After graduating, Olivia was looking for student teaching opportunities, which was tough because of the COVID-19 pandemic. She ended up at a familiar place – Burnsville High School – where she started as a student teacher, transitioned to being an educational assistant, and was eventually hired as a special education teacher in 2021. “It really is good to be back and to continue some of the great relationships with staff from when I was a student and to be able to help students set their own pathways for their future.”
Olivia gets to participate in the new Pathways program at District One91 and starts working towards the Healthcare Pathway.
Olivia decides that healthcare isn’t for her and tries out some education courses. Due to having lots of extracurricular activities, she ends up working with the Burnsville High School FEST program and makes immediate connections with staff and students. “I loved the program and how these students were learning life skills and how to be independent.”
Olivia graduates from Burnsville High School and starts at Augsburg University, majoring in special education with a minor in political science. “I took summer classes so I could speed the process along. My time spent in the Future Teachers of America club was so influential for me and my future career.”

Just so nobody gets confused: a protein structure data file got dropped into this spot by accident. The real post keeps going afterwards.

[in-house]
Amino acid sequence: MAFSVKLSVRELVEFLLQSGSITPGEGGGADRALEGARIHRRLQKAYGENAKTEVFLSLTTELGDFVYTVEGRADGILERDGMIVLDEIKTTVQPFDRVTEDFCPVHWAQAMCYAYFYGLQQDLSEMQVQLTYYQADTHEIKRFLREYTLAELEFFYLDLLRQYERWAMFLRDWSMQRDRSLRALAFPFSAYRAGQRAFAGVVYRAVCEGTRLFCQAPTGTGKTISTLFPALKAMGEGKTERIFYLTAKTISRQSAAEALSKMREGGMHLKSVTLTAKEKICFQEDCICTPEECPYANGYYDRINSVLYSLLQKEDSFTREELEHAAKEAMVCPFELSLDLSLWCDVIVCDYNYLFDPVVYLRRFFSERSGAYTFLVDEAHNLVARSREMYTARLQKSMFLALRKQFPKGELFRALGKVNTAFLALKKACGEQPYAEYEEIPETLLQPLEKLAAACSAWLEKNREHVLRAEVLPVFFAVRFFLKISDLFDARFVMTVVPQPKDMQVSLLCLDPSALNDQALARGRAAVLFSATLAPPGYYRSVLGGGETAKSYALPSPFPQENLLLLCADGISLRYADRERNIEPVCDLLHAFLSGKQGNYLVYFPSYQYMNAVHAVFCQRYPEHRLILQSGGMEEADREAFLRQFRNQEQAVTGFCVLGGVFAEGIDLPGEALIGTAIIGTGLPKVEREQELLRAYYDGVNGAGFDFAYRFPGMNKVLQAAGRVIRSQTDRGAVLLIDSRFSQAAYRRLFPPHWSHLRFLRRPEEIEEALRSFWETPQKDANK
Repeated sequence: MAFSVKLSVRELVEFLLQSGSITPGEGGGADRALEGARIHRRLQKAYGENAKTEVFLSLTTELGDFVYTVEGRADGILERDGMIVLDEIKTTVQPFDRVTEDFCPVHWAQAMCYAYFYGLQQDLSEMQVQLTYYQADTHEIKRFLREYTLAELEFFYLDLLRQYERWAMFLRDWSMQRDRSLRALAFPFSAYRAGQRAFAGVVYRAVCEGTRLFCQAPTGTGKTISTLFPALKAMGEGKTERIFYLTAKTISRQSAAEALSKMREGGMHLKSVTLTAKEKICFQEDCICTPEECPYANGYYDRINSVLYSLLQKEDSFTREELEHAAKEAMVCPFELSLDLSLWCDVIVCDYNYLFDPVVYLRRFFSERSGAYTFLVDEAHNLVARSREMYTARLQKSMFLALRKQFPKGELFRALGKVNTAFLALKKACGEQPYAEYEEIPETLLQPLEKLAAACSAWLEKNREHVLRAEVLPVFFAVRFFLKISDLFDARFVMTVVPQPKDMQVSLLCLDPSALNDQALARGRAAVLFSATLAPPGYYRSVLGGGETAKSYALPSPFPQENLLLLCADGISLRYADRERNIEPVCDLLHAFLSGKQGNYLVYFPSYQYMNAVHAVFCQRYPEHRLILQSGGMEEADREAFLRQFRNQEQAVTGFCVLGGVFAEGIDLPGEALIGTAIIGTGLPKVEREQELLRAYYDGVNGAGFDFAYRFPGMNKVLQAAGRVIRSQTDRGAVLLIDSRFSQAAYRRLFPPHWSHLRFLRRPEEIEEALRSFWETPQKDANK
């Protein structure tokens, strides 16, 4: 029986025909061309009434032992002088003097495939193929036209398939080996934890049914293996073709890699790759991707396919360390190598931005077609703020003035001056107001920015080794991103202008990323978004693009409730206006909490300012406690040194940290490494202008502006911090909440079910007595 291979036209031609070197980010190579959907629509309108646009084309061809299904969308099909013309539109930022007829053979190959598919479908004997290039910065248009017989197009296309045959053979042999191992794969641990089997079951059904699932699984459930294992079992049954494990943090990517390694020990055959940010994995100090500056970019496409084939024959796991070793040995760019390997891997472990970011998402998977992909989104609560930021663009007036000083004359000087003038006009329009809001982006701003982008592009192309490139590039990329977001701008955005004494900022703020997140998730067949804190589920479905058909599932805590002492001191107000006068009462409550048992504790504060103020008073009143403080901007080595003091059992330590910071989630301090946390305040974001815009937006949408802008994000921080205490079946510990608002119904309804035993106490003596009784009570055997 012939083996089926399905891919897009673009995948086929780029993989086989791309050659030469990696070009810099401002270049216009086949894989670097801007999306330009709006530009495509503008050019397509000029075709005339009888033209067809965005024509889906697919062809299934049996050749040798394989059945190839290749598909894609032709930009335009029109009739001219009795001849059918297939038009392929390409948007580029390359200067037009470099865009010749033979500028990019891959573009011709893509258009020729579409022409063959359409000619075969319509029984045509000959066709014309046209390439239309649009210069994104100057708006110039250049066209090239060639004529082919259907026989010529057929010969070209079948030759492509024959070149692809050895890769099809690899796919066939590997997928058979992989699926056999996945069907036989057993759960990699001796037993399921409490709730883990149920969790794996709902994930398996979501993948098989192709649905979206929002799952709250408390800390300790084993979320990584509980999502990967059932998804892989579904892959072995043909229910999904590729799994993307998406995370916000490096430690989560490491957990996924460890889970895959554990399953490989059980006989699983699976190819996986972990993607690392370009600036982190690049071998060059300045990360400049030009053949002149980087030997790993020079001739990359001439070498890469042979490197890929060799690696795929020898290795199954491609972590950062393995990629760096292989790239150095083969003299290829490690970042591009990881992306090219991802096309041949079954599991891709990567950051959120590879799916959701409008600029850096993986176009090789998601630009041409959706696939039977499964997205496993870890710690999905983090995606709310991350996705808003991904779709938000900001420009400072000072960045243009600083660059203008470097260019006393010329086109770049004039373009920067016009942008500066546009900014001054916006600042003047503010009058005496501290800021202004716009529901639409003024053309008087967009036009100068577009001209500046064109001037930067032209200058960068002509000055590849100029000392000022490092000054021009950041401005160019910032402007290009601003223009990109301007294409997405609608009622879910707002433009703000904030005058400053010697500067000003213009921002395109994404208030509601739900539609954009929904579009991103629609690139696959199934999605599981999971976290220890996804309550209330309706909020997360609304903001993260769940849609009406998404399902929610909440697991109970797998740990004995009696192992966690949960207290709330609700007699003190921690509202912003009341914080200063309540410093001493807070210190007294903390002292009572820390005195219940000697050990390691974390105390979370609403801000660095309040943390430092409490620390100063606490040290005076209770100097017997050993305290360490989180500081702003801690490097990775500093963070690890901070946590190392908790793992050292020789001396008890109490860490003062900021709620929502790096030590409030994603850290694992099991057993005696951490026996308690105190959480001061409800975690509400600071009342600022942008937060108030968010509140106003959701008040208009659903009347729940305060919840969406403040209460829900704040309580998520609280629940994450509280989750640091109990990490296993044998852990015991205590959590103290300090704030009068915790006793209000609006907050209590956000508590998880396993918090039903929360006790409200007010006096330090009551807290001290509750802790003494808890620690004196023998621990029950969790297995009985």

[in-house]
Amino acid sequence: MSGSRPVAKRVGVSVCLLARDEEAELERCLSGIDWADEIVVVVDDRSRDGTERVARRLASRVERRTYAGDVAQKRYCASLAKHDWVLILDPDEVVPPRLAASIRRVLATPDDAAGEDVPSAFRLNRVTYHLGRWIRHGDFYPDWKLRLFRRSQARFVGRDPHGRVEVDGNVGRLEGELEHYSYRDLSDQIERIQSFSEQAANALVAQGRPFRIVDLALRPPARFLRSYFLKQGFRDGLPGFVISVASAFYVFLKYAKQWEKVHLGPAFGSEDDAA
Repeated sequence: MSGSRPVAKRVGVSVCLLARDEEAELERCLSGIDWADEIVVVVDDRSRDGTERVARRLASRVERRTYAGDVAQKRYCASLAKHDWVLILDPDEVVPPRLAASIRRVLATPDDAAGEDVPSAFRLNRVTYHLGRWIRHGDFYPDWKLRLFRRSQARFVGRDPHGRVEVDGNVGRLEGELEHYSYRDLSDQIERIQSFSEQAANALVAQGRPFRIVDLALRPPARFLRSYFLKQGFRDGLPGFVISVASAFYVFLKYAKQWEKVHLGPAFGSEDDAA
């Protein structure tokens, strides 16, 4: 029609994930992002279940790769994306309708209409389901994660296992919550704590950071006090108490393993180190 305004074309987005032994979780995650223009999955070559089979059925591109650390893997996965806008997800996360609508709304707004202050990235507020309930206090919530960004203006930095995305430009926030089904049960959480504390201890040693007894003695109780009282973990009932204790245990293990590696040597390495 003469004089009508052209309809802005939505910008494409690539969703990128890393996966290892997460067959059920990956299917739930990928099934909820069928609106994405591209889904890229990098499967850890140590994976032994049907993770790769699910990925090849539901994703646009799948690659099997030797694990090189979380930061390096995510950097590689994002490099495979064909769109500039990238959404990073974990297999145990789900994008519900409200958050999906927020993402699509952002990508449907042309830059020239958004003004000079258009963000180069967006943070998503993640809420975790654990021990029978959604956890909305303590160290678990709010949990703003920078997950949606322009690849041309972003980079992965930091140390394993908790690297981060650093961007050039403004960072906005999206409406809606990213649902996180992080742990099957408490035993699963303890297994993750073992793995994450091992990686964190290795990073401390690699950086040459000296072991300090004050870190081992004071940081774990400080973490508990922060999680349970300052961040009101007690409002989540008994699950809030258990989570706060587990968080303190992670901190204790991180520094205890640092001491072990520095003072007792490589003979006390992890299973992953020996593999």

The COVID-19 pandemic makes finding a student teaching position difficult, but after reaching out to Burnsville High School, she begins student teaching and then transitions to being an educational assistant while awaiting licensure, ultimately being hired as a full-time special education teacher in December. “A huge thing in our school district is preparing students for the future and I am excited to be a part of that,” says Olivia.
Osman's Journey into Architecture
"It's been a roller coaster of projects" is how Osman Warfa describes his interest in the STEM (science, technology, engineering and mathematics) field.